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What is Self-Reg all about?

Shanker Self-Reg® is a process for enhancing self- regulation by understanding and dealing with stress. In Self-Reg, we consider both our responses to stress and our underlying state of energy and tension when we encounter a stress.


• Self-Reg is based on the original, psychophysiological definition of self-regulation, which refers to how we respond to stress.

• We all self-regulate, though sometimes in ways that are maladaptive: i.e., that don’t help us recover from stress and actually lead to even greater stress down the road.

• Adaptive (effective and helpful) self-regulation promotes growth and learning as well as helping us recover from stress.

Self-control and self-regulation are not the same. Self-control is about inhibiting troublesome impulses. Effective self-regulation reduces the stress-induced feelings that cause impulses.

• Self-regulation is about understanding, not “monitoring and managing,” emotions, thoughts and behaviour in ourselves and others.

Shanker Self-Reg® looks at stress across five domains of experience: biological, emotion, cognitive, social, and prosocial.

There are five steps to the Shanker Self-Reg method: Reframe the behaviour, recognize the stressors across the 5 domains of Self-Reg, Reduce the stress, Reflect and enhance stress awareness, and restore energy.

Self-Reg includes recognizing what calm feels like for yourself as well as what it feels like to become overstressed.

The ultimate, long-term Self-Reg goal is to help children acquire the necessary understanding of when and how to manage their own energy and tension, so they can adapt to the various stresses of life. But Self-Reg is also personal. If we are going to support our children’s self-regulation we first have to understand our own stress and know how to manage our own energy and tension.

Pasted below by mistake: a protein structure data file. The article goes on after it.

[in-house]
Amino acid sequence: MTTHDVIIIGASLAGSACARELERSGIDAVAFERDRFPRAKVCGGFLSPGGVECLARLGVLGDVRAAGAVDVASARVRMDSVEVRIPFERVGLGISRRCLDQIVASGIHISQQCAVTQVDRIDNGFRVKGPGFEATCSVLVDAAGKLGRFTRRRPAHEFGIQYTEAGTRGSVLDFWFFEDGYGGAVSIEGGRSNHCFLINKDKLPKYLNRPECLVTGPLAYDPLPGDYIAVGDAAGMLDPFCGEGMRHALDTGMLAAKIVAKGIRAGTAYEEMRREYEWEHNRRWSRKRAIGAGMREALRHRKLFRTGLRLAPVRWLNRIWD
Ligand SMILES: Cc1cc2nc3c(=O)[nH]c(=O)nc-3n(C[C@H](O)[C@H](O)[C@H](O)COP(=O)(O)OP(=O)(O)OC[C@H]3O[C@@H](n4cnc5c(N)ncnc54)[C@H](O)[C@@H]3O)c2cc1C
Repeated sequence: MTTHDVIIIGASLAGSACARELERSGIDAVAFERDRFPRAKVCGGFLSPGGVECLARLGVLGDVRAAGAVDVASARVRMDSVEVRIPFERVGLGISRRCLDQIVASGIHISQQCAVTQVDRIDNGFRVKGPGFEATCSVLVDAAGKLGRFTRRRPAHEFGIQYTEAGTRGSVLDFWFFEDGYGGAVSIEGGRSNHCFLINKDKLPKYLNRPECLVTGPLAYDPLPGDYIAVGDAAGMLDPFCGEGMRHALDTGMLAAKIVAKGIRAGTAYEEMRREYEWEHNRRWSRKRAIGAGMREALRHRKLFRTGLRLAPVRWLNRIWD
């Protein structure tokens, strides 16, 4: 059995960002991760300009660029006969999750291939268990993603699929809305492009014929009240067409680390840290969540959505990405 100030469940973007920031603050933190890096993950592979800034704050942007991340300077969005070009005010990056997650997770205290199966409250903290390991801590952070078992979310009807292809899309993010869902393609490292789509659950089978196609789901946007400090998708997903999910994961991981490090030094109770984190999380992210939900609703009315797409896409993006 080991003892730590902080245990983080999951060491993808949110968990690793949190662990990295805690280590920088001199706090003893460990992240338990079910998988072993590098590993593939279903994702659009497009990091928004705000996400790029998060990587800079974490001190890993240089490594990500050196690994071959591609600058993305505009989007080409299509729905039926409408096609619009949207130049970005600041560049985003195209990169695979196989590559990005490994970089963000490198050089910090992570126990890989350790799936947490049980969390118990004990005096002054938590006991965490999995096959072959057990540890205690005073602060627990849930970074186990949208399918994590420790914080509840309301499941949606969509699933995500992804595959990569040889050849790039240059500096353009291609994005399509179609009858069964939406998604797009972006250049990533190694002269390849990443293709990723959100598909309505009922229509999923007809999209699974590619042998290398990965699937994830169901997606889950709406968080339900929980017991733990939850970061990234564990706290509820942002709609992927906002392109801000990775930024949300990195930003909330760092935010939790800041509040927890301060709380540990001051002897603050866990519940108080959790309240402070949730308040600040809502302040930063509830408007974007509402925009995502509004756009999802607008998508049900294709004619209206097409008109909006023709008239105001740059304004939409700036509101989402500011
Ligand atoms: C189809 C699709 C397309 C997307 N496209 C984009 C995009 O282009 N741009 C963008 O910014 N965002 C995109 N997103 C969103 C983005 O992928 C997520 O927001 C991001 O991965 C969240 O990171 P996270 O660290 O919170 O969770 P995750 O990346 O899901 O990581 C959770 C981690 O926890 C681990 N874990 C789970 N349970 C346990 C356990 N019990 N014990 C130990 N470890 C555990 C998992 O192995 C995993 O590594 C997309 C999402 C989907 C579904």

Self-Reg can help us understand and respond positively to the roots of many behaviour, emotion and social challenges that affect children and families.

Photo of little boy in nature looking up.

The Seeds of Self-Reg Parenting


  • Helping children feel safe, in every way— physically, emotional and socially—provides the foundation for their mental, social and emotional wellness.
  • Excess stress affects brain-body stress systems in ways that can make children feel unsafe, even if we think they are safe (and should feel safe).


  • Self-Reg parenting starts with relationships.
    Dr. Stuart Shanker says. “The foundation of self- regulation is the feeling of calmness and safety that children experience with their parents.”
  • Children learn to self-regulate through “co- regulation” with parents.
  • Co-regulation: When two people adjust to
    and regulate one another’s behaviour (mood, emotions, language) via bi-directional interactive signals and behaviours.


  • Factors such as too much screen time, not enough physical activity, visual clutter, lack of sleep and excess junk food are “hidden stressors” for some kids.
  • Create spaces in your home where children can
    go to feel more calm or more energized as needed.
  • Unstructured, non-electronic play, especially outdoor play, are great stress relievers for children.


  • Learn to “reframe” children’s behaviour (see and understand it in a different way)
  • Many behaviours that adults think of as misbehaviour—tantrums, for example—are actually “stress behaviour,” caused by too much stress.
  • When a child “misbehaves, ask “Why?” and “Why now?” Look for stressors that may be causing the behaviour.


  • Self-Reg is personal and it begins with you. Consider your own stress and how it affects you and, in turn, your children. 
  • You will be most able to build your children’s self-regulation, if you take care of your own.
  • Self-Reg can help you understand your children’s behaviour better and help you be less angry and more patient and understanding.


  • Learn about the connections between stress, energy and tension and how they affect children’s behaviour, mood and learning.
  • Read Dr. Stuart Shanker’s book Self-Reg.
  • Consider taking one of our online courses, such as Self-Reg in Parenting or Self-Reg Foundations.
graphic of the triune brain. A model developed by neuroscientist, Paul Maclean to describe three dominant evolutionary systems/structures in the human brain: the reptilian brain, the paleomammalian brain and the neocortex

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